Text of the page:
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Compound Words

Sometimes it’s convenient to render a phrase like saber of light or barroom sport of tossing dwarves as a single word like lightsaber or dwarf-tossing. Such words are called compound words.

Despite alleged monstrosities like Finnish lento­kone­suih­kutur­biini­moot­toria­pume­kaanik­koa­liup­see­riop­pilas and German Schützen­graben­vernich­tungs­auto­mobil, compounds are often shorthand renderings of even longer constructions in Ido, like harbrosilo (“hairbrush”) from harala brosilo or brosilo por hari.

Compound words generally consist of a head (a word that expresses the basic meaning of the whole compound) and one or more modifiers. (E.g., handbrake consists of the head brake, the basic meaning of the compound, and hand, describing the sort of brake it is.)

In English, the head usually comes last in a compound, but this varies from language to language — and often within the same language (e.g., English lockpick and pickpocket, Spanish chupacabra and fazferir). Ido uses the model of Greek and Latin derived international compounds, where the main element, if any, comes last (e.g., astronaut “star-sailor”, anthropophage “man-eater”).

akradolcajo [akra e dolca]-ajo bittersweet thing
enklostrigar [en klostro]-igar to cloister
Kad ulu dicis « Tondrofurio, bene­dikita lamo di la vento­serch­anto »? [furio di tondro, serchanto di vento] Did someone say “Thunderfury, Blessed Blade of the Windseeker”?

There are some “exocentric” compounds that denote something other than a form of the head. For example, silverback denotes not a type of back, but a male ape characterized by a silver back, and before-tax denotes not a type of tax, but profits reckoned before taxes. Here, too, Ido follows the model of Greek and Latin international compounds (e.g., apathy “without-feeling”).

superhomo [(ulu) super homi] superman
avanchambro [(ulo) avan chambro] ante-chamber
samtempa* [sama tempo]-a contemporary
*Adjective-noun compounds are not normally possible in Ido except as adjectives or adverbs (“blackboard” is simply nigra tabelo, for example, unless one refers to writing nigratabele). One can create noun derivatives from those compounds, like samtempano “a contemporary” from samtempa, but those derivatives are regarded as static; one cannot further create samtempana from samtempano, but must remember to revert back to samtempa. (Similarly, if one encounters grizharozo “grey-haired person” and wants to use it as an adjective, one must first take note that the first element griza is an adjective, and that therefore the compound adjective should be grizhara, not grizharoza.)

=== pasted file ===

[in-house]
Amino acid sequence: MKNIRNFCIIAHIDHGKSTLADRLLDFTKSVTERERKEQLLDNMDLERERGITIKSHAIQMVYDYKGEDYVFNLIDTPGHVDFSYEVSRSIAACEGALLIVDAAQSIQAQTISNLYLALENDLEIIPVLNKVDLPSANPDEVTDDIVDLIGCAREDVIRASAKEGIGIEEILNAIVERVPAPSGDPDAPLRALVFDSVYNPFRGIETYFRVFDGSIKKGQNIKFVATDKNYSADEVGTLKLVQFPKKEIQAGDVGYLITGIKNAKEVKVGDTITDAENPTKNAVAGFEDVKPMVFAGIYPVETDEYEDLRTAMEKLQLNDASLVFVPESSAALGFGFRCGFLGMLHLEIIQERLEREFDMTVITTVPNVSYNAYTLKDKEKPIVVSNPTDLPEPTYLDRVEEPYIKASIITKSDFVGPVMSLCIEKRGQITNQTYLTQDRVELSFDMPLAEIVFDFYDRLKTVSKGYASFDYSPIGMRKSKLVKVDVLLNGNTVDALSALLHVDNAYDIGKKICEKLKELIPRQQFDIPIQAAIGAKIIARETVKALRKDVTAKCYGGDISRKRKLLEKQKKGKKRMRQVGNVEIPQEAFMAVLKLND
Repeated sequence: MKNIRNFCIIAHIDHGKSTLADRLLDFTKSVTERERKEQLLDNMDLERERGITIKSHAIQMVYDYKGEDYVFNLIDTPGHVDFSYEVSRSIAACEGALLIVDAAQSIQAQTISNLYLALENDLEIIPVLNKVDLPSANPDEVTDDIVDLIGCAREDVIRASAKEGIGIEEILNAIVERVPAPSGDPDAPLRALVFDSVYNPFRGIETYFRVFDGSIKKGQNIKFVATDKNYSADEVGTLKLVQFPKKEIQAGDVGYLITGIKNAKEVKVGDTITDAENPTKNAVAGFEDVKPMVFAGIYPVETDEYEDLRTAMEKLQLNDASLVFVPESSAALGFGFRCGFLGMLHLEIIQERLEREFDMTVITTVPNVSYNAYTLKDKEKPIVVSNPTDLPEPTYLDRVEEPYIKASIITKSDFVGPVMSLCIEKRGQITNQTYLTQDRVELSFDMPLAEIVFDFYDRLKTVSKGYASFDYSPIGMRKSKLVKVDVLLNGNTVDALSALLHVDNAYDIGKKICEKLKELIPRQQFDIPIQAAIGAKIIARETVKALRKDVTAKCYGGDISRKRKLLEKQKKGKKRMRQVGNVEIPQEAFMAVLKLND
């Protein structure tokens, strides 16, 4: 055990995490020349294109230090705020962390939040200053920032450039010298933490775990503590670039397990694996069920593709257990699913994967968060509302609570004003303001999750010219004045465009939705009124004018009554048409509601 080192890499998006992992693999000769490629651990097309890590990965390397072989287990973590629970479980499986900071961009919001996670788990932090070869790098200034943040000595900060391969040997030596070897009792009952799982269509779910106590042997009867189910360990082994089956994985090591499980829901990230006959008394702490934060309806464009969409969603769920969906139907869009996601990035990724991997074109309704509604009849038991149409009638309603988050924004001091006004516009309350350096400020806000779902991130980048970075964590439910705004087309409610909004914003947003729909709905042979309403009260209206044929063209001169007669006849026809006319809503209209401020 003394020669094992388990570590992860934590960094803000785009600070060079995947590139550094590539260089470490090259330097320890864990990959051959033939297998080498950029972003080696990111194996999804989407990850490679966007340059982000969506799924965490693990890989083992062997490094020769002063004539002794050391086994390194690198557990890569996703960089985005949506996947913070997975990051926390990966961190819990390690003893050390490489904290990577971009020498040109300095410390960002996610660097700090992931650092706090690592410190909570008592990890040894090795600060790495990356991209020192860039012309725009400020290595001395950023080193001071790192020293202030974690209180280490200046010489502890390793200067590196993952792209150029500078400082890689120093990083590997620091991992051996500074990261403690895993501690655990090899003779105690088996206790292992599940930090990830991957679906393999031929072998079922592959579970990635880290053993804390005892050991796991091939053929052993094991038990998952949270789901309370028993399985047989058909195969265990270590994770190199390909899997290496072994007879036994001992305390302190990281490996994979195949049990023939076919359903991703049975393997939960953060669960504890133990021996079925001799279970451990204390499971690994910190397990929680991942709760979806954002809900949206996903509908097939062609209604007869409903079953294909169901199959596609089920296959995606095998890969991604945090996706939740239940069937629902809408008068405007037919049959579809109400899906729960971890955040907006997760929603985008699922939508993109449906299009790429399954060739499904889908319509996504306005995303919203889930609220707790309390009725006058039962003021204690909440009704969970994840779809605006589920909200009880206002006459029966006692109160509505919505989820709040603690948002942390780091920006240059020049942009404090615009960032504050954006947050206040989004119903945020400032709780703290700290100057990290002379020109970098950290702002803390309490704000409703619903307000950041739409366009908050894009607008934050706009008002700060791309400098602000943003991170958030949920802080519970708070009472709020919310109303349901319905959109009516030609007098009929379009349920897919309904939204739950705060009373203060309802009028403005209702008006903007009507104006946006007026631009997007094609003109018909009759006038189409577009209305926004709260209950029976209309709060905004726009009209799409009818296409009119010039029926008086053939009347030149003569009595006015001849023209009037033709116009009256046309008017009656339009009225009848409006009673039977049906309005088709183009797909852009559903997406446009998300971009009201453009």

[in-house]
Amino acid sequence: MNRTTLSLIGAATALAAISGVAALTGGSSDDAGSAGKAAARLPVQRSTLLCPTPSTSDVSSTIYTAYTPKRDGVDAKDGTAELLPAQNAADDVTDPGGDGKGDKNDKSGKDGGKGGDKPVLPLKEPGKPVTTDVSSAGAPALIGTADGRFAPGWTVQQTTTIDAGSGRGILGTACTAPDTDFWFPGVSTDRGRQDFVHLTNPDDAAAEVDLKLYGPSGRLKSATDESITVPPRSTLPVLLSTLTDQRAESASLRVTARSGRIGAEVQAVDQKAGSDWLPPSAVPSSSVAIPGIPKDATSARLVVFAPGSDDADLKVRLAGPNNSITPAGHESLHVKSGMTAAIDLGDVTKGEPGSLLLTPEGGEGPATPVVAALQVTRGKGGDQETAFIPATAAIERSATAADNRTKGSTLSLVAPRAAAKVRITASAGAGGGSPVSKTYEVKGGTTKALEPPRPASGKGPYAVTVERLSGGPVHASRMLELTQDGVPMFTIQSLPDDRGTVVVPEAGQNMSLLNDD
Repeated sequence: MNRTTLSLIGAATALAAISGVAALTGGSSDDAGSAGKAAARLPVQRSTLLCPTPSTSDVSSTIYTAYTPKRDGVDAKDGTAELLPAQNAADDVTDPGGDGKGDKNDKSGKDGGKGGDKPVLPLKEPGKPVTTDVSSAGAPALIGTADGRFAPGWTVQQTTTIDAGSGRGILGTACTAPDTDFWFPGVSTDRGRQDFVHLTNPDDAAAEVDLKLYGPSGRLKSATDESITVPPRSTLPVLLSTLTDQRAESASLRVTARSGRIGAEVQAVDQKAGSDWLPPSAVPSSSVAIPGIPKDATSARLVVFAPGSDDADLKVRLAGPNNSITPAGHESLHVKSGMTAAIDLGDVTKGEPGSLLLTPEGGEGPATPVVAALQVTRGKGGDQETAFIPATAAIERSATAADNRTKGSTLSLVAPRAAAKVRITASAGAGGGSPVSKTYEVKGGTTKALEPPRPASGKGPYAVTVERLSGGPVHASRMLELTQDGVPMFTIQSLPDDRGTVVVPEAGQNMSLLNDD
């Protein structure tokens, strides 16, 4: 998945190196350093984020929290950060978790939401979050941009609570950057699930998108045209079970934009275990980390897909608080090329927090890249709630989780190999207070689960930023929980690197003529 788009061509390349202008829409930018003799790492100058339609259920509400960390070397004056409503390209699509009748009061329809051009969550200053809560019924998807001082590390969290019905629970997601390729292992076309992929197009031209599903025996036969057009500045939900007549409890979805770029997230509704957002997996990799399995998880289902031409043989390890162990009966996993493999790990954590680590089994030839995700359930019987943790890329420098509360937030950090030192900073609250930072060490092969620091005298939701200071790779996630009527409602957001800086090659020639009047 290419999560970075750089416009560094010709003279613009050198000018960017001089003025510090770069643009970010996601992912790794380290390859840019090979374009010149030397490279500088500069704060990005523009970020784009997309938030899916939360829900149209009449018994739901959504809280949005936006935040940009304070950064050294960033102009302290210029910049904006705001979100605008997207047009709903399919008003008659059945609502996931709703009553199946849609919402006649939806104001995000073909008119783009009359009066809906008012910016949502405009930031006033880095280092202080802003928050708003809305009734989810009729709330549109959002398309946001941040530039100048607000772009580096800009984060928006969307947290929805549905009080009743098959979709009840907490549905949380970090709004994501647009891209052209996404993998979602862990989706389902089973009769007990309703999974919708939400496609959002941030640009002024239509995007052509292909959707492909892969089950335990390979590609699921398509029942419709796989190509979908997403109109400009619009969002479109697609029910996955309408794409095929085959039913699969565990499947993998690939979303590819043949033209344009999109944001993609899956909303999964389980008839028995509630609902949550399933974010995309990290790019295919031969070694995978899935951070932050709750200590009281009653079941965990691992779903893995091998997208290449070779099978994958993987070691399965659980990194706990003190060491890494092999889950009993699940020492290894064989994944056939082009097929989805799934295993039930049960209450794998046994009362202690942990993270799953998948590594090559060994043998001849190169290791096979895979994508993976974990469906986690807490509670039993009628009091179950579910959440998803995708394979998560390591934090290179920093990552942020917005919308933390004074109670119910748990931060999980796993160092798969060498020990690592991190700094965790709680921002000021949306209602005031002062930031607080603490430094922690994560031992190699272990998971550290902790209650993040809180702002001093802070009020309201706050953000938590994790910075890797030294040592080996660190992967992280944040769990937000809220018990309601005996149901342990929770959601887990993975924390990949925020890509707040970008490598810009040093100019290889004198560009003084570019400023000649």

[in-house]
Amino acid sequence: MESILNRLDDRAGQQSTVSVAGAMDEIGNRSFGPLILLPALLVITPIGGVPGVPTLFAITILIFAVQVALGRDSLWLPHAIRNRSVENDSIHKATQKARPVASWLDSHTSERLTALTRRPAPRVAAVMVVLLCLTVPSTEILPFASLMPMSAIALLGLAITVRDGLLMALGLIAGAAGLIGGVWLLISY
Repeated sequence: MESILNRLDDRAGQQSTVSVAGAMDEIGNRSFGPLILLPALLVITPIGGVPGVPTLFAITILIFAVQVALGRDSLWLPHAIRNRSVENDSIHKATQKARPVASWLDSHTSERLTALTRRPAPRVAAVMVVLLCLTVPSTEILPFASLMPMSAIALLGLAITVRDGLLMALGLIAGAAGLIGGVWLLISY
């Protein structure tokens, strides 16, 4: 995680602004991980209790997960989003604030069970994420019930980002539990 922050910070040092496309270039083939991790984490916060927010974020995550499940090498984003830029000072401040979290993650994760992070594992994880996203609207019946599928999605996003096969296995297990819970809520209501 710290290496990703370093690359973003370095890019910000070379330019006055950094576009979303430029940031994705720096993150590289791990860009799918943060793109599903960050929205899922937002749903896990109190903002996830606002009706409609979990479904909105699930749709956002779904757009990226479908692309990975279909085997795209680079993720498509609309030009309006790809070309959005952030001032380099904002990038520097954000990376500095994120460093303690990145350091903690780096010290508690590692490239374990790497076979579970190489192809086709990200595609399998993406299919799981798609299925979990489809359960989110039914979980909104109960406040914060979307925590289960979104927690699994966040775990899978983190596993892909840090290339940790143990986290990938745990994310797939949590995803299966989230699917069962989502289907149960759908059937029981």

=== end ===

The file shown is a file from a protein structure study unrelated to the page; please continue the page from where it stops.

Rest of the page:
Note that Ido elides the final vowel of the first element(s) in a compound where euphony allows, but otherwise retains it if it exists:

laser-espadala [espado ek lasero]-ala pertaining to lightsabers
partoprenar [prenar parto] to partake
cielblua [blua quale la cielo] sky-blue
apudpozar [pozar apud] to juxtapose
subtaso [(ulo) sub taso] saucer
trianguli [(uli kun) tri anguli] triangles
granda-nombra [granda nombro]-a numerous

As compound words are abbreviations of longer, but often clearer phrases, one should take care not to overuse them — especially in speech, where some compounds in Ido are indistinguishable from non-compounds: subtaso / sub taso “saucer / under a cup”, trianguli / tri anguli “triangles / three angles”, aquoblua / aquo blua “aqua blue / blue water”, sabrofrapita / sabro frapita “saber-struck / a struck saber”.

When a preposition is combined with a verb that can take an object, the preposition is treated as an adverb with an elided -e and the object of the compound is the object of the original verb:

deprenar chapelo [de-e prenar chapelo] to take off a hat

When a preposition is combined with a verb that does not take an object, the object of the preposition can be used as the object of the compound:

advenar (ad) konkordo [venar ad konkordo] to come to an agreement
enirar chambro [irar en chambro] to enter a room